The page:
IMG_1763Jokull called on the power of the World-Tree to create an alka to erode the bears’ life-force, Vanadis invoked her seith to snap their bones, and Fjori unleashed his song of the Long Knives, spurring his friends to ever-greater heights of combat prowess. The bears did not stand a chance before the onslaught of these mighty heroes.

No matter how many they killed, though, the bears kept coming.


Sigyn taunted the bears, slashing at them with her sword. Turbog took the form of a deadly blood-wolf to savage them. Fjori sang of the long knives, and he stabbed them in the back when they were attacking others. Vanadis snapped their bones, and called on the dead sun and moon to heal her compatriots. Jokull’s runic powers called forth the alka of Yggdrasil to harm them, and used his crossbow to send them flying. Eventually, after slaying bear after bear, taking grievous wounds themselves, they reached a deep crevasse at the base of the mountains, the ground falling away into darkness.

Jokull and Vanadis studied the crevasse, consulting the runes and reading the omens. They determined that the crevasse was full of the stuff of Niflheim, and was corrupting the bears, making them even more deadly. They didn’t know what to do, at first, but then Vanadis opened herself to the spirit of the mountains, using her seith magic to become a living conduit for the will and desire of the landvaettir.

The spirit spoke through her, and told that it knew of the corruption leaking from Niflheim in the crevasse. It said that it would fall into the crevasse and bury the foulness, but only if they did something for it, first. It knew of a place of comfort and springtime nearby, and it wished to feel that spring weather upon its mountaintop again.

They had no idea how to accomplish this, so they went back to Evingard to talk to Sven again. As the local tavernkeep, he seemed to have a pretty good handle on what was up in town. Eventually, with much mead and skilful cajoling from Sigyn, they did get him to reveal where he was getting those amazing raspberries — from Ivar the druid. They surmised that a druid might dwell in the stone circle they’d seen outside town, so they headed there to beard the druid in his den.

It took some yelling, some pounding on the walls, and a bit of smashing things up to get Ivar to acknowledge them, but eventually he grudgingly opened his manse to them and brought them into his lands — his druid’s power kept his land green and growing, even in the midst of the eternal night of Ragnarok. With some doing, the party gained Ivar’s trust — at least, enough for him to tell them what he would desire if he were to make the three or four day hike to the mountain, and then the week of work to make it feel the spring again. It turned out that Ivar is Ingvar’s son — Ingvar being the chieftain of the Wolf Clan and ruler of Evingard. He was exiled for marrying his sister, Ingvar’s daughter. He wanted the exile lifted — not to live in Evingard again, but freedom to travel there as needed. Tutting a bit at this indecorous behavior, everyone decided to talk to Ingvar anyway — what does it matter of Ivar marries his sister Bera? the world would be over soon anyway, let men and women seek what solace they can, ere Garm’s third howl.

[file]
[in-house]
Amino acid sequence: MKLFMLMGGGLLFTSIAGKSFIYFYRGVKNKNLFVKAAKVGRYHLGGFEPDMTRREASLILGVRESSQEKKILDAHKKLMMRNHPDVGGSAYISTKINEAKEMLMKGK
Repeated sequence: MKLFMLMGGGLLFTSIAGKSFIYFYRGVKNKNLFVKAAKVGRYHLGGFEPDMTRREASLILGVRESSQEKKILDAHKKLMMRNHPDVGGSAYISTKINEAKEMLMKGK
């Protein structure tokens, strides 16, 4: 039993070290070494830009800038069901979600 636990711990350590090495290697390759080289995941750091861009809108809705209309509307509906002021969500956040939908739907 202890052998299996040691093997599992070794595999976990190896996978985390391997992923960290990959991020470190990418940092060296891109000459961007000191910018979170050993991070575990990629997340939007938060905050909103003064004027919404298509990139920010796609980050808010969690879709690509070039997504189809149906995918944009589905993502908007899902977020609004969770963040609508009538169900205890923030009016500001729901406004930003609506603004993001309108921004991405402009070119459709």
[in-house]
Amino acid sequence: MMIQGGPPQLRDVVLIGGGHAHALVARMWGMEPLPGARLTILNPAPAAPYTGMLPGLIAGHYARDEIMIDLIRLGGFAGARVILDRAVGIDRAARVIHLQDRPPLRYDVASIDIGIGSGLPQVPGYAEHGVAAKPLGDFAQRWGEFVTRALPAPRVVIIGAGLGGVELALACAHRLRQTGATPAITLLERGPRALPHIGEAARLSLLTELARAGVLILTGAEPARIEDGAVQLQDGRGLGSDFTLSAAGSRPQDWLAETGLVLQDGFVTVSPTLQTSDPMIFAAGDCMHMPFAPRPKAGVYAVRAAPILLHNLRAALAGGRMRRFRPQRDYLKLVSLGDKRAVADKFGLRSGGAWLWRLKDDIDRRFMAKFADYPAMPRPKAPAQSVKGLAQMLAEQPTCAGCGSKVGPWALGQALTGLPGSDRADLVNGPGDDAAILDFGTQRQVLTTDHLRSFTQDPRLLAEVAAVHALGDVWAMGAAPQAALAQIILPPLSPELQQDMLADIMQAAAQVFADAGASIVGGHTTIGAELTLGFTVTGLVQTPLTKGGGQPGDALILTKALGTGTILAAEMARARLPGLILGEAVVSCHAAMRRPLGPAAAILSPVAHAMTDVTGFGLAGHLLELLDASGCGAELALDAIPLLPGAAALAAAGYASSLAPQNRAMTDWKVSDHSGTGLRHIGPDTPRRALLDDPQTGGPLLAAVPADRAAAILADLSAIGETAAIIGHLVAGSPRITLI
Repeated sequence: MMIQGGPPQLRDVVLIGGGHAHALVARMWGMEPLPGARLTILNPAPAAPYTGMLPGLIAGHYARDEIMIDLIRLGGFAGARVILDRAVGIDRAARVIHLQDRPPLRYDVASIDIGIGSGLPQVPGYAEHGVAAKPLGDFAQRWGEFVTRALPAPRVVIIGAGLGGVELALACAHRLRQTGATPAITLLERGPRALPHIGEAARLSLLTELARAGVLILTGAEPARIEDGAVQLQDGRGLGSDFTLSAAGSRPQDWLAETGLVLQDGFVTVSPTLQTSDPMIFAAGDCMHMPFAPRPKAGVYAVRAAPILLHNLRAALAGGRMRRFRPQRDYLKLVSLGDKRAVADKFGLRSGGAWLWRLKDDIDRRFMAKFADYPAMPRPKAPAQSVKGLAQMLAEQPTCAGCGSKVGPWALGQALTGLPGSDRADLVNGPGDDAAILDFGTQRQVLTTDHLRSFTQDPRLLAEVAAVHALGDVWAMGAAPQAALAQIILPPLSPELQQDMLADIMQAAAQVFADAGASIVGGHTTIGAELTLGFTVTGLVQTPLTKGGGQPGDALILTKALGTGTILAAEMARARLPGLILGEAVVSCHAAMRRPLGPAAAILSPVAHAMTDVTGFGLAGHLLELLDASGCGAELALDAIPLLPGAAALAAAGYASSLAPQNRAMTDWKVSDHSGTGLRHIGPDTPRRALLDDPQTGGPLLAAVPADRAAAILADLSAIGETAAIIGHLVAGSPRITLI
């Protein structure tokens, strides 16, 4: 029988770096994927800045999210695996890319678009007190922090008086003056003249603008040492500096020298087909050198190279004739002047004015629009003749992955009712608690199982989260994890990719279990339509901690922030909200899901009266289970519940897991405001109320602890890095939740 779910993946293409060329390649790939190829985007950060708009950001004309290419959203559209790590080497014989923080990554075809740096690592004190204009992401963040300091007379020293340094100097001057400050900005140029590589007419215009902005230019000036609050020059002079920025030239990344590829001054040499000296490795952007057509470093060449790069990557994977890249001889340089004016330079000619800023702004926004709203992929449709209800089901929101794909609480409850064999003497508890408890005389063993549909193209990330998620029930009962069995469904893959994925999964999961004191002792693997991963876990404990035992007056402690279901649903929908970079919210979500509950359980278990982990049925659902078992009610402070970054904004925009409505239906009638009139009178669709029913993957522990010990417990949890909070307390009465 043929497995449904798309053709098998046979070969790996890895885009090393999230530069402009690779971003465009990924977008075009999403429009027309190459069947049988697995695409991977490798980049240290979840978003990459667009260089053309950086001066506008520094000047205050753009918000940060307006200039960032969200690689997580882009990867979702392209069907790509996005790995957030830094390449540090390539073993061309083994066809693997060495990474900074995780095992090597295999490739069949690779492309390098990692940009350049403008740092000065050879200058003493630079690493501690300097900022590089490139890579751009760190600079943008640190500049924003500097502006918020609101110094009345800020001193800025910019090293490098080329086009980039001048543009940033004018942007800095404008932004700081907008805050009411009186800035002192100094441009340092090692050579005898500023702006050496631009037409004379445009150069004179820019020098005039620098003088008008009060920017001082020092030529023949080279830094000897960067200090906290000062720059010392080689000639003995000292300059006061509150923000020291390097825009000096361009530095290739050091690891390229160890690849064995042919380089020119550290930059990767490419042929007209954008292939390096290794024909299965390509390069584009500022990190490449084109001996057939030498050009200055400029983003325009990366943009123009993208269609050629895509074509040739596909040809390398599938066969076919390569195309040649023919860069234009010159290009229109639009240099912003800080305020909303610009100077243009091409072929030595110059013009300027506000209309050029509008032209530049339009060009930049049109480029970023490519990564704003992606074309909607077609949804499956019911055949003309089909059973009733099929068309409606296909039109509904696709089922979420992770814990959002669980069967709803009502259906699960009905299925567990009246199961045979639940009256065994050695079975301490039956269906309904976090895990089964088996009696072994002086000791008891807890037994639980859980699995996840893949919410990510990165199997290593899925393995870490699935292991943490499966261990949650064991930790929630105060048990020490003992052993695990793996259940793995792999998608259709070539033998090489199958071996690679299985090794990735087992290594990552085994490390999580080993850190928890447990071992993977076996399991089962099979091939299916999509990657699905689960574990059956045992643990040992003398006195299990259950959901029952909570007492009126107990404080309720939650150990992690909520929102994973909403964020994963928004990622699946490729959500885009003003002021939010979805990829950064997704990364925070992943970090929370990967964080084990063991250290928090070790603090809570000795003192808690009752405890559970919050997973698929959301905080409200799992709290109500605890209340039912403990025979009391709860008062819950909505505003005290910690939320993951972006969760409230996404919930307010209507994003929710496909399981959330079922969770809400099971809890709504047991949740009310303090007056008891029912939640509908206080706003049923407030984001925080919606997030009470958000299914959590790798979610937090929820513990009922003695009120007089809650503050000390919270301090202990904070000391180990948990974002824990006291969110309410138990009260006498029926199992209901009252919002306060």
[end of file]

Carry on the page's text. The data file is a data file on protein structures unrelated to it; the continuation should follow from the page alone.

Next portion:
Ingvar, at least, was easy to find — his hall was the greatest in Evingard. Explaining that they could solve the bear problem, Ingvar’s guards led them to the old war-hound. Stroking his beard, Ingvar heard their plea. The old man weighed the plague of bears against his son’s misdeeds, and decided that it should be left to Jadvyg, the Angel of Death.

Entering the frozen cemetery, the party were struck by how silent it was, even inside the town walls. They found the Angel of Death in the House of Hel in the burying ground’s center. Speaking to her in the silent darkness of that place, they had to speak carefully — Jadvyg suffers neither fool or idle chatter. She asked them about the Einherjar and the Son of Muspel — she had heard they spoke with the immortals, and she wished to know whom they would serve. At first, the party tried to hedge their bets, and avoid a decision — but the crone would not have it. She gave them one chance to decide and decide now, and how they chose would tell her everything she needed to know about them and whether or no she should support their plea to help Ivar.

Well, they could not decide. They talked about it, but were unsure whom they should support — until Jokull the galdr realized the best course of action — to let the runes decide. He raised up his bag of runes and wyrded one solitary rune — and the runes indicated they should serve the Aesir.

Jadvyg nodded, satisfied. She send a message to Ingvar that she would support lifting Ivar’s exile. Ivar traveled to the mountain top and in due time the rumbles of a great avalanche were heard. The foul current of Niflheim were drowned in a thousand tons of snow and rock, and the bears returned to being regular bears. Ingvar rewarded the heroes with a feast and a thousand skatt, and they prepared later to head out in search of the treasure for Volstagg — but that is a story for another time.

And that is where we ended it — they got a little ways into the hunt for Fafnir’s treasure, but not very far before time was up. Everyone had a great time, and found the runic system to be pretty easy to use once you got used to it.

I’m looking forward to running it again!